A biblical study of John 9:1-3
The question, “Why did this happen?” is often found on the lips of those who witness evil. Such was the case when Jesus and his disciples once encountered a man who had been born blind. The disciples asked whether it was the man’s sin or his parents’ sin that caused his blindness. Jesus said it was neither and healed the man—setting a beautiful example of never blaming the victim but taking action to help those who are hurting. Unfortunately, rather than blame the victim, some people still use this passage to blame God for the man’s blindness, and the way it reads in most versions does make it seem as if God made the man blind for the purpose of healing him. The NIV is typical:
(1) As he [Jesus] went along, he saw a man blind from birth.
(2) His disciples asked him, “Rabbi, who sinned, this man or his parents, that he was born blind?”
(3) “Neither this man nor his parents sinned,” said Jesus, “but this happened so that the work of God might be displayed in his life.
Could it be true that this man’s blindness was part of some master plan, and was “so that” the work of God may be manifest in his life? Why would God make someone blind for the better part of his life just to heal him someday? To prove that He could? So God can get glory? Surely God, who is love, could find a less injurious way to glorify Himself. Afflicting someone just to gain glory by stopping his or her affliction sounds more like the work of Satan than of God.
The Bible says that Jesus came to destroy the works of the Devil (1 John 3:8). His ministry was to heal those oppressed by Satan (Acts 10:38). Nowhere do the Gospels portray Jesus as healing those oppressed by God. Rather than God, it is Satan who is the source of evil. He is the one who has authority over all the kingdoms of the world (Luke 4:5 and 6), and it is Jesus’ job to crush his head (Gen. 3:15). The Lord did, and still does, wage war on the Devil’s kingdom by first “binding the strong man” and then “plundering his goods” (Mark 3:22-27). The strong man is the Devil, the god of this age (2 Cor. 4:4), who has the power of death (Heb. 2:14). Scripture says that the entire world lies under his demonic control (1 John 5:19), and what Jesus did and is still doing is to interrupt Satan’s evil agenda by healing and delivering as many people as will look to him for help. There is no room in this scenario for God to be blinding people, for that would be contradictory to His nature and character. To say God did this is to ignore the spiritual war portrayed throughout Scripture.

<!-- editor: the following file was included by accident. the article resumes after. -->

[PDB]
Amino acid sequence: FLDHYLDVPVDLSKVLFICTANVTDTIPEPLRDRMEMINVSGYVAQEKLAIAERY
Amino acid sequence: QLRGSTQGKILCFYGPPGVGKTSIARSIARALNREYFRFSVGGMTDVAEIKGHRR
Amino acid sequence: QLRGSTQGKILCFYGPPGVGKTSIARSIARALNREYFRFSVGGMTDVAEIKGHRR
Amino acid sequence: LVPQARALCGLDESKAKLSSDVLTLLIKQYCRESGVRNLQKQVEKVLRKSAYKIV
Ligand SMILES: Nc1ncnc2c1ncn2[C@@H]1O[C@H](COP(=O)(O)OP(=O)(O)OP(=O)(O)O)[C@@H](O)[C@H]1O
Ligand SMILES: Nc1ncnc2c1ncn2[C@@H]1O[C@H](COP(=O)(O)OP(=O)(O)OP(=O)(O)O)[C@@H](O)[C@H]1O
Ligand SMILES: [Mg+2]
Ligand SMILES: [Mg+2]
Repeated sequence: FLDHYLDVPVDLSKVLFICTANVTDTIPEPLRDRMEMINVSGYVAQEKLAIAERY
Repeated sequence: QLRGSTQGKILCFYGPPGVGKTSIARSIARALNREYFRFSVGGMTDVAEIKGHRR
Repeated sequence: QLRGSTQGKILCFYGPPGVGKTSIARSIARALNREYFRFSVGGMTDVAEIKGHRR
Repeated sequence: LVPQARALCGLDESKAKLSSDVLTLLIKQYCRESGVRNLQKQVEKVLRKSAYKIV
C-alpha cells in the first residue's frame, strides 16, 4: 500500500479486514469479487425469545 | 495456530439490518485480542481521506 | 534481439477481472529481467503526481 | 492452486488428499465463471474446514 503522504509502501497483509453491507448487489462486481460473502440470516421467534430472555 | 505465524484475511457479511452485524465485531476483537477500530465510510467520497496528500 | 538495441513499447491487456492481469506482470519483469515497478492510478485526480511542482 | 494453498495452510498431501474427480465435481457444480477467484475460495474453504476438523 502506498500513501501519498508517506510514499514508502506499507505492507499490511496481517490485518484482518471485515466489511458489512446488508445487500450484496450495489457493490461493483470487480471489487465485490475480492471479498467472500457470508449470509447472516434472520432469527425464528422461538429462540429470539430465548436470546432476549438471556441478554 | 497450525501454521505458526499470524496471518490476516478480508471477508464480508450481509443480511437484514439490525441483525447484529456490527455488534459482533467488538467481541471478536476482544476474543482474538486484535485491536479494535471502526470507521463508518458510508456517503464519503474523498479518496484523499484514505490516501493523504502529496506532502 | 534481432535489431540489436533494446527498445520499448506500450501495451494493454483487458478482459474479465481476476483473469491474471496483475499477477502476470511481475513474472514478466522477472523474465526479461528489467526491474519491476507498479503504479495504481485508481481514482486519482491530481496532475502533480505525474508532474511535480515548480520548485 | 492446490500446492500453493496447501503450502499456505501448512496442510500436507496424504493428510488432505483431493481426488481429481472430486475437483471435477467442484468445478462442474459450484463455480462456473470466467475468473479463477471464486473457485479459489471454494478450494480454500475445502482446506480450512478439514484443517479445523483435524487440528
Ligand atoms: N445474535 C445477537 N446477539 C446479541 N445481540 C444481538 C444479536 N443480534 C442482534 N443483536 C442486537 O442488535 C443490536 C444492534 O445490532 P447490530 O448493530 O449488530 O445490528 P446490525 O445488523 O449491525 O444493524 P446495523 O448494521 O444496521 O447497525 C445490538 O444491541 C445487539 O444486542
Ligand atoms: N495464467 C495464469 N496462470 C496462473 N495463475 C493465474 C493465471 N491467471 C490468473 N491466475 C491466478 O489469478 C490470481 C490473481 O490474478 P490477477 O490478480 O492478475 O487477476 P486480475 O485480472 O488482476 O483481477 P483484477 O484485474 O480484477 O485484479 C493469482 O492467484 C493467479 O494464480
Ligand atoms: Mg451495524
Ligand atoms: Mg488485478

So why then does this verse seem to say that the man’s blindness was for the purpose of manifesting God’s work? Because it was translated that way from the Greek by modern translators. But, thankfully, it does not have to be translated that way. This traditional rendering stems from a theology dictating that God is in control of everything that happens on earth—whatever happens is His master plan unfolding as He always knew it would. Given that this view is fraught with unsolvable problems, biblically, practically, and emotionally, it is good to know that another valid translation exists. John 9:3 is better rendered, “But let the works of God be displayed in him.” So the whole passage would read as follows:
“Rabbi, who sinned, this man or his parents, that he was born blind?” “Neither this man nor his parents sinned,” Jesus answered, “but let the works of God be displayed in him. We must work the works of Him who sent me while it is day…”
This translation makes good sense, biblically. Jesus shows us that the question to ask is not, “Who sinned?” but “What can we do to help the situation?” He does not leave us with some mysterious purpose for the man’s blindness, but fights for his healing, rejecting the disciples’ desire to point fingers at who is to blame. This also fits well with the context, as Jesus goes on to talk about the necessity of working the works of God while he can.
How did we get from “this happened so that the work of God might be displayed in him” to “let the work of God be displayed in him”? These two translations are very different, but by understanding the Greek grammar behind the phrase we can see why the latter is to be preferred. John 9:3 can be rendered as a command rather than an expression of why the man was born blind.
Purpose Clause or Command Clause?